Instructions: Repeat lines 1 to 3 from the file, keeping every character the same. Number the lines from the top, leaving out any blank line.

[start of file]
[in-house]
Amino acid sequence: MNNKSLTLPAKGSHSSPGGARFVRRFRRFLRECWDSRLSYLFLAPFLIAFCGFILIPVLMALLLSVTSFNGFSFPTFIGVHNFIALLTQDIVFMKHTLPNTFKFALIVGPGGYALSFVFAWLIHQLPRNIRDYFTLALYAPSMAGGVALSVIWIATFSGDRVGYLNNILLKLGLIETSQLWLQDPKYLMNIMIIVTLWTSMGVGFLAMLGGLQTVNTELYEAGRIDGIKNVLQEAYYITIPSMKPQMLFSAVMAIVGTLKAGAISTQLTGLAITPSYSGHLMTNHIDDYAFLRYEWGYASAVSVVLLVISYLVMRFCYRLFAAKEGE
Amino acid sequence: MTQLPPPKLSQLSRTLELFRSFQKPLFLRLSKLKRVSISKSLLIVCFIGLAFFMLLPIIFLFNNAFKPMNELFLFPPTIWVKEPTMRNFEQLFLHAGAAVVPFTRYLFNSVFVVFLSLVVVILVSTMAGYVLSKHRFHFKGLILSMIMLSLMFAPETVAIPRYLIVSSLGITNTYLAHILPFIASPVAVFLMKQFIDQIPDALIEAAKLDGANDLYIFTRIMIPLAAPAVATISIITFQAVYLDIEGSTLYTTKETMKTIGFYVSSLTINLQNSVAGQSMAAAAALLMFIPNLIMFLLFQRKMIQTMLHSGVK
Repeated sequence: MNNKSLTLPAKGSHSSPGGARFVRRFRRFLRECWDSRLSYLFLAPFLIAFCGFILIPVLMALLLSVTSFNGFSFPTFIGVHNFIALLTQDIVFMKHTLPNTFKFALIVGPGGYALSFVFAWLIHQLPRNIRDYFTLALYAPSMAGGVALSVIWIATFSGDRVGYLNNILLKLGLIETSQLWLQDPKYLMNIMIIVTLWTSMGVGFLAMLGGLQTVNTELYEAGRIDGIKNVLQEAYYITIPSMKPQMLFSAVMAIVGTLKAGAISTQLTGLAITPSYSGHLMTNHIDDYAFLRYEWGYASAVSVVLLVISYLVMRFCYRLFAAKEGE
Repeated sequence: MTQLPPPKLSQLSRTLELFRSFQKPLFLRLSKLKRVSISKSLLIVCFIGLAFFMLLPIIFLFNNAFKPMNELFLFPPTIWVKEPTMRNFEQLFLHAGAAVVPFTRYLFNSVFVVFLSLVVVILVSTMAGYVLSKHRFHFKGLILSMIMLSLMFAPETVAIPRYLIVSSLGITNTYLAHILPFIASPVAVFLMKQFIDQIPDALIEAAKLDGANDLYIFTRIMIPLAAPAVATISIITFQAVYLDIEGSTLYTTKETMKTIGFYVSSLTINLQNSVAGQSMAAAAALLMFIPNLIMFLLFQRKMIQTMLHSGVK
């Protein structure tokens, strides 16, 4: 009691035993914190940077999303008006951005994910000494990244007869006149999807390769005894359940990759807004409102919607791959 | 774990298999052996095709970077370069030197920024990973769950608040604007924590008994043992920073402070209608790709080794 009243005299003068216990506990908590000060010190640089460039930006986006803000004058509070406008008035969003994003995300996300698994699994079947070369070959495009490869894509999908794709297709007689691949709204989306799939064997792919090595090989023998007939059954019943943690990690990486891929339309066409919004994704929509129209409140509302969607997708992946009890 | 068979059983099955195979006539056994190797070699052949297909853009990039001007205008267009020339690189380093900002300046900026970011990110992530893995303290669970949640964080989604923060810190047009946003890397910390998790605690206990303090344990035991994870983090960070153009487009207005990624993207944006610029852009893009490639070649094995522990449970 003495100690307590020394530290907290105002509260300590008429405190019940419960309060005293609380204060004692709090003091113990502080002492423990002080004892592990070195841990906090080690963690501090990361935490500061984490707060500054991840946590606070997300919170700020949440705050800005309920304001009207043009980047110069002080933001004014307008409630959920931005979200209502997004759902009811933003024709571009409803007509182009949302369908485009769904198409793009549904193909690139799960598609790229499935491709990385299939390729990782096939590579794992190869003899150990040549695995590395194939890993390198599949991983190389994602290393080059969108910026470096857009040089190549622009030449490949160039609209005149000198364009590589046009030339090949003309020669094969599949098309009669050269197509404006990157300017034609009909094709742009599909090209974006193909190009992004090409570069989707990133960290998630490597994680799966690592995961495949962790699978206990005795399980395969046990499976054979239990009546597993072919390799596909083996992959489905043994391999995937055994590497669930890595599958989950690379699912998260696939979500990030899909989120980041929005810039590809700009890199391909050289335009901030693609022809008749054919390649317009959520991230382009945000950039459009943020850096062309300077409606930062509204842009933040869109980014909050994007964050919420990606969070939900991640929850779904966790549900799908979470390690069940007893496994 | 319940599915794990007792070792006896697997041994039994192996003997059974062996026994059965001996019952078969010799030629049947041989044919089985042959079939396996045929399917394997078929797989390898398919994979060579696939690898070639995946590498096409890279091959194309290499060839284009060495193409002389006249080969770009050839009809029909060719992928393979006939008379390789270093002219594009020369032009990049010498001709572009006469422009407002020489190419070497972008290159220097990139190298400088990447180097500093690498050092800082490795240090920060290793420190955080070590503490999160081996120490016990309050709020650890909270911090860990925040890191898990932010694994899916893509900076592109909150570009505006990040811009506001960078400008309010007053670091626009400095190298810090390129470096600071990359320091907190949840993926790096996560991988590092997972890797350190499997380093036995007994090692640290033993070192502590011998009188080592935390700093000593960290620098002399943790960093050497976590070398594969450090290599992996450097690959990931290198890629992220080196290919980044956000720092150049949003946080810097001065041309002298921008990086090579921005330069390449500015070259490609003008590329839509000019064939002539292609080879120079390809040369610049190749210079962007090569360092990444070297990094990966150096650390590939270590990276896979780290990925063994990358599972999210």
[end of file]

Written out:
[in-house]
Amino acid sequence: MNNKSLTLPAKGSHSSPGGARFVRRFRRFLRECWDSRLSYLFLAPFLIAFCGFILIPVLMALLLSVTSFNGFSFPTFIGVHNFIALLTQDIVFMKHTLPNTFKFALIVGPGGYALSFVFAWLIHQLPRNIRDYFTLALYAPSMAGGVALSVIWIATFSGDRVGYLNNILLKLGLIETSQLWLQDPKYLMNIMIIVTLWTSMGVGFLAMLGGLQTVNTELYEAGRIDGIKNVLQEAYYITIPSMKPQMLFSAVMAIVGTLKAGAISTQLTGLAITPSYSGHLMTNHIDDYAFLRYEWGYASAVSVVLLVISYLVMRFCYRLFAAKEGE
Amino acid sequence: MTQLPPPKLSQLSRTLELFRSFQKPLFLRLSKLKRVSISKSLLIVCFIGLAFFMLLPIIFLFNNAFKPMNELFLFPPTIWVKEPTMRNFEQLFLHAGAAVVPFTRYLFNSVFVVFLSLVVVILVSTMAGYVLSKHRFHFKGLILSMIMLSLMFAPETVAIPRYLIVSSLGITNTYLAHILPFIASPVAVFLMKQFIDQIPDALIEAAKLDGANDLYIFTRIMIPLAAPAVATISIITFQAVYLDIEGSTLYTTKETMKTIGFYVSSLTINLQNSVAGQSMAAAAALLMFIPNLIMFLLFQRKMIQTMLHSGVK